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US Sikh temple shooter was 'frustrated neo-Nazi'

August 07, 2012


Members of the Oak Creek Sikh community look over a copy of a mug shot of Wade Michael Page during a informational gathering at the Salvation Army Community Center August, 5, 2012 in Oak Creek, Wisconsin. - Photo by AFP

OAK CREEK: The former US soldier suspected of shooting six Sikhs dead at a temple in Wisconsin was a frustrated neo-Nazi who used online forums to vent his rage and had led a white supremacist punk band.

The Federal Bureau of Investigation said Wade Michael Page, 40, had ties to white supremacist groups and had become subject of a “domestic terrorism” probe following Sunday's massacre at the Sikh Temple of Wisconsin in Oak Creek.

He was shot dead by police on Sunday, but not before he managed to kill six members of the Milwaukee area Sikh community attending a religious service.

In an April 2010 interview about his musical ambitions, the former US Army psychological operations specialist said he felt “frustration that we have the potential to accomplish so much more as individuals and a society in whole.”

Page was a member of the Hammerskins Nation, a group that describes itself on its website as a “leaderless group of men and women who have adopted the White Power Skinhead Lifestyle,” the SITE Intelligence Group said in a report.

“He was identified as a mentor for aspiring skinheads,” SITE said, noting that Page “engaged in extensive online activity,” and maintained user accounts on “some of the most prominent white supremacist forums.” He issued messages “urging active resistance 'regardless of the outcome,'” and in posts “urged members of the forum not to leave the United States upon the implementation of policies and social developments that they opposed.” Stand and fight, don't run,” Page said, according to SITE.

Page told the website of white-power record label Label 56 he started the band “End Apathy” in 2005 to seek “positive results... in our sick society.”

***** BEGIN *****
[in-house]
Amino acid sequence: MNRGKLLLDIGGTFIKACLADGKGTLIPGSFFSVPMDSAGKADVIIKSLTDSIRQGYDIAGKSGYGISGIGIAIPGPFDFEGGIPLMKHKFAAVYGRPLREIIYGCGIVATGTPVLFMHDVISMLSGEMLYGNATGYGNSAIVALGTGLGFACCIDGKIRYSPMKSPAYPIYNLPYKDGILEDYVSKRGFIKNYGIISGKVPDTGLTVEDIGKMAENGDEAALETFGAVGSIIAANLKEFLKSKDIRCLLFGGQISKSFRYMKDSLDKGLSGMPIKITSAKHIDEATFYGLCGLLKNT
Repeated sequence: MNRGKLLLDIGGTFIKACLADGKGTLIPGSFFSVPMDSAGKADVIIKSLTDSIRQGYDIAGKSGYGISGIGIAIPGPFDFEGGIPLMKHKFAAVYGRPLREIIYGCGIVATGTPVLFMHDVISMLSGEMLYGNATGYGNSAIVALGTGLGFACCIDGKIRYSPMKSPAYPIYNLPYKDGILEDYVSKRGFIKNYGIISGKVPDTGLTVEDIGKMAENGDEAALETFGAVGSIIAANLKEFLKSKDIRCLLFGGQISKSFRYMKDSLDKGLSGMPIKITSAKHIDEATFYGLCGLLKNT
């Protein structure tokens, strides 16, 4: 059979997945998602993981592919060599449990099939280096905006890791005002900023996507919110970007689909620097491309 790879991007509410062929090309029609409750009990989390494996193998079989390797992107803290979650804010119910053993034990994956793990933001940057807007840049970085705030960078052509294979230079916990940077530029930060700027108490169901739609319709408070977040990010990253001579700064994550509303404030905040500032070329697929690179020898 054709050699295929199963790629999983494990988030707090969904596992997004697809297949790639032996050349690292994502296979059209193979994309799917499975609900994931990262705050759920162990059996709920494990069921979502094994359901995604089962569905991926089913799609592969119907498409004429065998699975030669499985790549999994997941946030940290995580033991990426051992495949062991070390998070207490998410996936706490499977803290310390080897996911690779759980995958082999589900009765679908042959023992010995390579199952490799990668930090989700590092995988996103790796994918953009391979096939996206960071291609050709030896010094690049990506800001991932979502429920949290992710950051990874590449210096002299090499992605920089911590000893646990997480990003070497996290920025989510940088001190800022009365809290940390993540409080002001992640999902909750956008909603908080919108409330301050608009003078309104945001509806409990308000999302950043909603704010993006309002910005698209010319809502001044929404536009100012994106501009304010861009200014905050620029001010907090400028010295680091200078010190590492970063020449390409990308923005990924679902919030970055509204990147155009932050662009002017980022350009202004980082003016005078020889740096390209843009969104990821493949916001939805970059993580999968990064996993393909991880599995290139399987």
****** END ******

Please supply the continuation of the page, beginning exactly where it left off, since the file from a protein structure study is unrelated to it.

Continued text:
Photographs of the three-man band, featuring two of Page's friends on bass and drums, on its Myspace webpage showed the ex-soldier with a shaved head and gothic tattoos all over his body.

The band logo featured a screaming skull with sharp teeth and spikes sticking out the top. Page told Label 56 Topics that End Apathy's songs cover “sociological issues, religion, and how the value of human life has been degraded by being submissive to tyranny and hypocrisy that we are subjugated to.”

The label's site sells End Apathy shirts, stickers and vinyl records.

Page said he first got involved in white power music in 2000, when he left his native Colorado.

He played guitar and bass for a string of hate rock bands that included Celtic Warrior, Radikahl, Max Resist, Intimidation One, Aggressive Force and Blue Eyed Devils.

Respected civil rights group the Southern Poverty Law Center branded Page a “frustrated neo-Nazi who had been the leader of a racist white-power band.” It said he had tried to purchase goods from the National Alliance, a major US hate group, in 2000.

Page's neighbor, 53-year-old retiree John Hoyt, said Page had claimed he had twice been deployed to Iraq, but Pentagon records show that he joined the army one year after the first Gulf War and left well before the 2003 US invasion.

Page served in the military between April 1992 and October 1998, ending his career at Fort Bragg, North Carolina.

He received his basic training at Fort Sill, Oklahoma before being moved to Fort Bliss in Texas. Fort Bragg is home to many of the US Army's airborne units and its Special Operations Command.

According to the Pentagon, Page was a qualified parachutist who received commendation medal, five achievement medals, two good conduct medals, the National Defense Service Medal and a Humanitarian Service Medal.

But he left with the relatively junior enlisted rank of specialist E-4.